Tuesday, Dec. 2, 2008 | 2:04 a.m.
After President George W. Bush took office, the Occupational Safety and Health Administration quickly felt the effects of the administration’s anti-government bent.
In its first two years, the Bush administration pulled 22 items off the agency’s regulatory agenda, its working list of proposed safety and health rules.
The administration cut several proposals that would have increased safety in the construction industry, which is a concern in Las Vegas. During boom times, more than 10 percent of the Las Vegas workforce has been employed in construction.
After Bush took office, OSHA ended work on plans that would have increased protection for workers on scaffolding, as well as a requirement that would have added protection for workers on residential construction projects. The agency also shelved a mandate to make construction companies participate in safety programs designed “to reduce the incidence of occupational deaths, injuries, and illnesses.”
In pulling the items, the administration cited “resource constraints and other priorities.”
The Bush administration’s only real priority has been to prevent the agency from doing its job. It has stopped OSHA from updating old regulations or writing new ones, changed rules already on the books and gutted the agency’s budget. In doing so, the administration has left workers in jeopardy of injury and death.
For example, for years the danger of dust and fumes from the metal beryllium has been well known, but in 2001 the administration backed off a plan to update OSHA’s standard, which was based on the back-seat calculations of two government scientists riding in a taxicab in 1948.
The dust and fumes created in the production of beryllium components typically used by the aerospace and defense industries can cause an incurable, debilitating lung disease if inhaled in even the smallest amount.
Ignoring clear scientific evidence that OSHA’s standard allows workers to be exposed to dangerous levels, the Bush administration said it needed “a substantial amount of information” before it could proceed.
But that is, sadly, nothing new for the Bush administration, which has had to be dragged to court before issuing standards. OSHA has issued only four major health and safety standards under President Bush. Two of those originated with the Clinton administration and another came in response to a court order. No other presidential administration, including Gerald Ford’s abbreviated term, has issued fewer standards.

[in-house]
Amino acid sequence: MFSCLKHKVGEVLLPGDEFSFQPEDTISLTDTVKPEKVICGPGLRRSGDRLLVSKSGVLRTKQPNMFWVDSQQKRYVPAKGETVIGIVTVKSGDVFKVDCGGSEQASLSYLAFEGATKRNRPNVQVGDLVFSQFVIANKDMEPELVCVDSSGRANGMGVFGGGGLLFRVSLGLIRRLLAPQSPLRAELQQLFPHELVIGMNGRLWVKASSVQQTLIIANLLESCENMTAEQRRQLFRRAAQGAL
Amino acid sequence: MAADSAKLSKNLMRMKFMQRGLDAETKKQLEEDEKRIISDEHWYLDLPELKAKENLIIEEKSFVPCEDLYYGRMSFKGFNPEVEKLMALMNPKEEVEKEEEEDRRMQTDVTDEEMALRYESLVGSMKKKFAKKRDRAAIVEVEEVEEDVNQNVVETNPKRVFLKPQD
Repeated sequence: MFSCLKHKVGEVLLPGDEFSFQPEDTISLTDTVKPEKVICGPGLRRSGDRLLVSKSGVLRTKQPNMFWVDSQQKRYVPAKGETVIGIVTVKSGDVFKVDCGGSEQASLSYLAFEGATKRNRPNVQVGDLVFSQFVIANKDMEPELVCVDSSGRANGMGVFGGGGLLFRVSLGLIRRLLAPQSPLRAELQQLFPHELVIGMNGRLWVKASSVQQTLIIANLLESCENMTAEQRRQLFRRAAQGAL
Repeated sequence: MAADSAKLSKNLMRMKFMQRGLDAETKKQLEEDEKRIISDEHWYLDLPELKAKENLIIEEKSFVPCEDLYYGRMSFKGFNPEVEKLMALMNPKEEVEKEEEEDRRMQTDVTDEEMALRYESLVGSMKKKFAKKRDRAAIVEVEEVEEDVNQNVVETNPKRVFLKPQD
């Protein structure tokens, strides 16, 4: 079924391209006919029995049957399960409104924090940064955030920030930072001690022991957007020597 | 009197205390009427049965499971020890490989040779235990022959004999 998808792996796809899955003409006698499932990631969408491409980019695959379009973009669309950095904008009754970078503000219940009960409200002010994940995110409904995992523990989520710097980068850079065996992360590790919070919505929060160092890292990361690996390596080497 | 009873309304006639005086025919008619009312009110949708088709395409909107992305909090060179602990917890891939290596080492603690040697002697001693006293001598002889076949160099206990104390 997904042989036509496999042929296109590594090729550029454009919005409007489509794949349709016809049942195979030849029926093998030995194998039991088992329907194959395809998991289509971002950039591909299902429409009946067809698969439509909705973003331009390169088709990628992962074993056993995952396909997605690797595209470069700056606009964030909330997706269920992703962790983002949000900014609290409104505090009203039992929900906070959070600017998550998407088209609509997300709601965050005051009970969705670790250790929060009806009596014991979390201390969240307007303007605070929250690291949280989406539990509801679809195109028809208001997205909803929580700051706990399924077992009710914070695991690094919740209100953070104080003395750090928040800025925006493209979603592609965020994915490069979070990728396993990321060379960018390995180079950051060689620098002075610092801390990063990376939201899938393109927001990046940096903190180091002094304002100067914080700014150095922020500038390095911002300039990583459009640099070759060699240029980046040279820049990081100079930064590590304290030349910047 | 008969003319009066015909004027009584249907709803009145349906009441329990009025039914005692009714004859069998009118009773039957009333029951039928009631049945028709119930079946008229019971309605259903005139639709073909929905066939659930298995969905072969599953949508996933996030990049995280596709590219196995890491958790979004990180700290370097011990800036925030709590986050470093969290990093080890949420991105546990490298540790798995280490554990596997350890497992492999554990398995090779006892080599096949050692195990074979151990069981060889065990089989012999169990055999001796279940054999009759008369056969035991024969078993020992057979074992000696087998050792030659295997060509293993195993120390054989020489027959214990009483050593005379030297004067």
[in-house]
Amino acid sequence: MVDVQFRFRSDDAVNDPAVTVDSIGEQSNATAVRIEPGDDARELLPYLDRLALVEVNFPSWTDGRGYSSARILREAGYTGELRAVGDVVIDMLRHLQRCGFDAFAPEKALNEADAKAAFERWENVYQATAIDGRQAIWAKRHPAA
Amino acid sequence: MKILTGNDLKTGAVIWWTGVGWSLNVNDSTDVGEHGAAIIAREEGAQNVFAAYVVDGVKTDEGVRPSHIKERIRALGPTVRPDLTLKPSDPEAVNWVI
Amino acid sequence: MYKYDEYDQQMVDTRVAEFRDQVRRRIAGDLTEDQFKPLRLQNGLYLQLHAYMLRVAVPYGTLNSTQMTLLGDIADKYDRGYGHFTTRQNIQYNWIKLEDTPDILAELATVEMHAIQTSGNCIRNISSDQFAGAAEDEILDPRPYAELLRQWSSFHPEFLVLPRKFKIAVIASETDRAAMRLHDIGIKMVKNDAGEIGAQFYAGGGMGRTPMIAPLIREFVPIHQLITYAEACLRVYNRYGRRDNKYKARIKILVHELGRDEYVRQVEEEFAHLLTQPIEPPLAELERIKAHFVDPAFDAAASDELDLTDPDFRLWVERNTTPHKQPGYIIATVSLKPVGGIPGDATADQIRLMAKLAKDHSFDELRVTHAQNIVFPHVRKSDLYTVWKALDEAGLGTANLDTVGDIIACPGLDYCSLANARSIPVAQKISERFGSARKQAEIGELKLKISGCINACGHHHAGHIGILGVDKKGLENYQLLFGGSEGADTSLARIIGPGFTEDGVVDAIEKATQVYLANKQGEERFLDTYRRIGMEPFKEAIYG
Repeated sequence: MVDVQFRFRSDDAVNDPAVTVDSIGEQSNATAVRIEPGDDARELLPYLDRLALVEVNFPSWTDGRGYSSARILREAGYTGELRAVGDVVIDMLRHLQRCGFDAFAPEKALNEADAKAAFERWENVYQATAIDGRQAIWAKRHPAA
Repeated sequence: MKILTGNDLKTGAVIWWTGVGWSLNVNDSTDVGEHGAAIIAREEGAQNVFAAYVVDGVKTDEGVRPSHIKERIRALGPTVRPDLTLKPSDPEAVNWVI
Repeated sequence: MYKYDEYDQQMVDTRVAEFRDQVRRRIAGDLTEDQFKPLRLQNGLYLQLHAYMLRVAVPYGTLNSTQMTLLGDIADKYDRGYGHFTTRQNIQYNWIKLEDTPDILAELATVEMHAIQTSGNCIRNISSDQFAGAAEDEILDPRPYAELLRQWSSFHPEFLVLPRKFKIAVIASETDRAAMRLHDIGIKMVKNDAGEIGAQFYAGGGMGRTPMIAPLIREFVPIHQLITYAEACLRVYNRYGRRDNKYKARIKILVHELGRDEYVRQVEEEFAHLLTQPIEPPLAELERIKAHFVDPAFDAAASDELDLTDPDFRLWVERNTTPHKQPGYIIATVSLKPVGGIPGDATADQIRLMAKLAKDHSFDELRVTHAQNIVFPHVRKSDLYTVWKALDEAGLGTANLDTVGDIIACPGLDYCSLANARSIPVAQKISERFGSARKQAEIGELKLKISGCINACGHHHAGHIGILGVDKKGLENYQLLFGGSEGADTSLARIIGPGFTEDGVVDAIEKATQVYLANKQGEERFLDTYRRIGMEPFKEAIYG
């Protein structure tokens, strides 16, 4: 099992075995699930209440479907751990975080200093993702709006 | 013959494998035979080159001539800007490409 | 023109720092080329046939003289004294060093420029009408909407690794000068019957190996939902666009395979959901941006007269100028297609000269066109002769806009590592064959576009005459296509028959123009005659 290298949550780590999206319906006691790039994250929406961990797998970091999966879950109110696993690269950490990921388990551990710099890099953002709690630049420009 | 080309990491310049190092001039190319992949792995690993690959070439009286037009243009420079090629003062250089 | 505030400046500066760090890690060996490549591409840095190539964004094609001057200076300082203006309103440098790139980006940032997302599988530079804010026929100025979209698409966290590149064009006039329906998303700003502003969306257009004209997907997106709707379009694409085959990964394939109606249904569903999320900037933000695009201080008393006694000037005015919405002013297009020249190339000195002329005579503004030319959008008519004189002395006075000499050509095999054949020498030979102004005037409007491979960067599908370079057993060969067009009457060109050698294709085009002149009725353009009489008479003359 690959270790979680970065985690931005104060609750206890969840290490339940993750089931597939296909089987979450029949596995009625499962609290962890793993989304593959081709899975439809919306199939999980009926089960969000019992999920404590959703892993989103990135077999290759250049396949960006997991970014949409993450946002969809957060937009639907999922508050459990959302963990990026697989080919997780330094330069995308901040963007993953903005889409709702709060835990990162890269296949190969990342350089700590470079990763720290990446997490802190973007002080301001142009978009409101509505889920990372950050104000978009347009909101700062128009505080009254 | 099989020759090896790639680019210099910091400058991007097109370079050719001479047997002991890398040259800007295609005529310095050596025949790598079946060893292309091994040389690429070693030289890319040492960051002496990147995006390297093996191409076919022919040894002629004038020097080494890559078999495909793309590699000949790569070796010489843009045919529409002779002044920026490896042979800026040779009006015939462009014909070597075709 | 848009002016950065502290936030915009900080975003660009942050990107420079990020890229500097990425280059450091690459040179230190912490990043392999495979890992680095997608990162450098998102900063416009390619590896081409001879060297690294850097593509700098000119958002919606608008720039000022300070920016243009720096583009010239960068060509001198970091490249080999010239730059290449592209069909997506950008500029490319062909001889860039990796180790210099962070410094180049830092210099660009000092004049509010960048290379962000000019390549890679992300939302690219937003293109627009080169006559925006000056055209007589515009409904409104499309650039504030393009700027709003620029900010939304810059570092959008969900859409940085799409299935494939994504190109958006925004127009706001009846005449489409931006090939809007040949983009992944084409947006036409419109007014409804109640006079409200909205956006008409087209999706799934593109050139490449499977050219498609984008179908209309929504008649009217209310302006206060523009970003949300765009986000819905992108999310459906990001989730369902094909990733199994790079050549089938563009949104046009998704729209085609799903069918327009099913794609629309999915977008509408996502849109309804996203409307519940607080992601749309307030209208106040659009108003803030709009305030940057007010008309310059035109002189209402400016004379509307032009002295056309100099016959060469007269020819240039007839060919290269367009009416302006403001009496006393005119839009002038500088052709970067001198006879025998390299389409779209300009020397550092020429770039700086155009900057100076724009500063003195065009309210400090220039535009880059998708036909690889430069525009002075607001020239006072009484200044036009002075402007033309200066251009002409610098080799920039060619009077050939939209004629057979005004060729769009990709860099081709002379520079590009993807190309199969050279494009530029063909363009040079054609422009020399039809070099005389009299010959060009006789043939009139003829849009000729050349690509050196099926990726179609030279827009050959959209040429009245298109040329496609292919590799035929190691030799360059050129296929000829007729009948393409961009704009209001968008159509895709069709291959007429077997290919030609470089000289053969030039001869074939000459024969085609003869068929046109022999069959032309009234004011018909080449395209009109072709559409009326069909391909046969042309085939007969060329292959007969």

Instead, the Bush administration has been an obstacle to worker safety. It recently tried to enact a rule that would make it even more difficult for OSHA to pass regulations. And the administration has worked to undo existing health and safety requirements, most notably in the construction industry.
In 2002 the agency issued a memo to inspectors explaining how to enforce an updated standard that mandated that workers at heights above 30 feet wear and attach a harness and have a floor or safety net below them. The directive, though, told inspectors that either safeguard was sufficient, in apparent deference to construction companies that complained about the time and cost of laying even a temporary floor below workers.
That directive was followed by Nevada OSHA, a state agency that enforces safety and health standards here.
Two of the 12 workers who died in a rash of accidents on the Las Vegas Strip in 19 months fell to their deaths from higher than 30 feet and could have been saved by a floor or a safety net.
Before he resigned this fall, federal OSHA administrator Edwin Foulke defended the agency’s directive, telling a congressional committee the standard was “redundant.” Since the directive was issued, the national ironworkers union has seen an increase in the number of fatal falls. In 2004, when the directive had been fully circulated, nearly half of the structural steel workers who died on the job in 2004 fell to their deaths. According to the Labor Department, falls accounted for 70 percent of structural steel workers’ deaths last year.
Of course, regulation is no good without strong enforcement, and the Bush administration has made sure there is neither. The agency doesn’t have the resources to come within a shadow of its lofty mission, as stated in law, to “assure safe and healthful working conditions for working men and women.”
In 1975 federal OSHA was responsible for overseeing safety in nearly 4 million workplaces that employed nearly 68 million workers. The agency had a budget of $102 million (roughly $411 million in today’s dollars) and 2,435 full-time positions, or one OSHA employee for every 1,621 workplaces.
In 2006 the agency’s workload had grown to nearly 8.8 million workplaces that employed nearly 134 million people. Yet its $472 million budget had 2,165 full-time positions, or one OSHA employee per 4,057 workplaces.
Under the Bush administration, the agency’s staff has been cut by 10 percent and its budget hasn’t kept up with inflation.
The bottom line is that the current administration has left millions of working families in jeopardy of suffering a workplace tragedy. The next administration and Congress must act forcefully to change that, realizing that the working men and women of this nation are in harm’s way.